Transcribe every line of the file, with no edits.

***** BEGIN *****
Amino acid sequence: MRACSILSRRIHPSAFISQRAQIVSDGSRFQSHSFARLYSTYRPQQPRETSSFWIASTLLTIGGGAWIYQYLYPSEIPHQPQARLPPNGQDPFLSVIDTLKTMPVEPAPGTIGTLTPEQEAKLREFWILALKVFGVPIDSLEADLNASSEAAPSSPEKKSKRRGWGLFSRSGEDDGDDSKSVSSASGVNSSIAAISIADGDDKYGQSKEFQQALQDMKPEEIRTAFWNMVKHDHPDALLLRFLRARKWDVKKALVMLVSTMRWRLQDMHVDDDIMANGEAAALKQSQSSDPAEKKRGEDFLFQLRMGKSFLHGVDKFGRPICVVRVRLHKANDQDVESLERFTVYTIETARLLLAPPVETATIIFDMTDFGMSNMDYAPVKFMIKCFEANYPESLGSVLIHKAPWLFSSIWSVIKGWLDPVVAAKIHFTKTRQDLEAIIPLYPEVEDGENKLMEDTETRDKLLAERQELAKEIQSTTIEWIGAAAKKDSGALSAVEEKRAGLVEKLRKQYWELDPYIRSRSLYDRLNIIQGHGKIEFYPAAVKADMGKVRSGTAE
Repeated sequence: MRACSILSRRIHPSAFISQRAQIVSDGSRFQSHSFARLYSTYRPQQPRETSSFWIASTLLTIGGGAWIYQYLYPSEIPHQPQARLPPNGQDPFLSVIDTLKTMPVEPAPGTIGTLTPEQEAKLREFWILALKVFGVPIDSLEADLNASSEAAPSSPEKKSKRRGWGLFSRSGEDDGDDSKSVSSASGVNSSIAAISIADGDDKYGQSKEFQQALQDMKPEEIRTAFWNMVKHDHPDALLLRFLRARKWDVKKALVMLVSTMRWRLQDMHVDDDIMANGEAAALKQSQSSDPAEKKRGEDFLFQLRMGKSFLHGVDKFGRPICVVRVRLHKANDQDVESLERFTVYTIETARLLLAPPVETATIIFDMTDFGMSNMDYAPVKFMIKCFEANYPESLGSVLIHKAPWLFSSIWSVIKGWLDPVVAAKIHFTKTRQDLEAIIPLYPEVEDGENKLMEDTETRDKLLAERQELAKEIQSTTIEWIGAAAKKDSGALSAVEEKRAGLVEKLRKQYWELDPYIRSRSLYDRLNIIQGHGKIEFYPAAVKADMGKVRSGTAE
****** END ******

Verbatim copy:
Amino acid sequence: MRACSILSRRIHPSAFISQRAQIVSDGSRFQSHSFARLYSTYRPQQPRETSSFWIASTLLTIGGGAWIYQYLYPSEIPHQPQARLPPNGQDPFLSVIDTLKTMPVEPAPGTIGTLTPEQEAKLREFWILALKVFGVPIDSLEADLNASSEAAPSSPEKKSKRRGWGLFSRSGEDDGDDSKSVSSASGVNSSIAAISIADGDDKYGQSKEFQQALQDMKPEEIRTAFWNMVKHDHPDALLLRFLRARKWDVKKALVMLVSTMRWRLQDMHVDDDIMANGEAAALKQSQSSDPAEKKRGEDFLFQLRMGKSFLHGVDKFGRPICVVRVRLHKANDQDVESLERFTVYTIETARLLLAPPVETATIIFDMTDFGMSNMDYAPVKFMIKCFEANYPESLGSVLIHKAPWLFSSIWSVIKGWLDPVVAAKIHFTKTRQDLEAIIPLYPEVEDGENKLMEDTETRDKLLAERQELAKEIQSTTIEWIGAAAKKDSGALSAVEEKRAGLVEKLRKQYWELDPYIRSRSLYDRLNIIQGHGKIEFYPAAVKADMGKVRSGTAE
Repeated sequence: MRACSILSRRIHPSAFISQRAQIVSDGSRFQSHSFARLYSTYRPQQPRETSSFWIASTLLTIGGGAWIYQYLYPSEIPHQPQARLPPNGQDPFLSVIDTLKTMPVEPAPGTIGTLTPEQEAKLREFWILALKVFGVPIDSLEADLNASSEAAPSSPEKKSKRRGWGLFSRSGEDDGDDSKSVSSASGVNSSIAAISIADGDDKYGQSKEFQQALQDMKPEEIRTAFWNMVKHDHPDALLLRFLRARKWDVKKALVMLVSTMRWRLQDMHVDDDIMANGEAAALKQSQSSDPAEKKRGEDFLFQLRMGKSFLHGVDKFGRPICVVRVRLHKANDQDVESLERFTVYTIETARLLLAPPVETATIIFDMTDFGMSNMDYAPVKFMIKCFEANYPESLGSVLIHKAPWLFSSIWSVIKGWLDPVVAAKIHFTKTRQDLEAIIPLYPEVEDGENKLMEDTETRDKLLAERQELAKEIQSTTIEWIGAAAKKDSGALSAVEEKRAGLVEKLRKQYWELDPYIRSRSLYDRLNIIQGHGKIEFYPAAVKADMGKVRSGTAE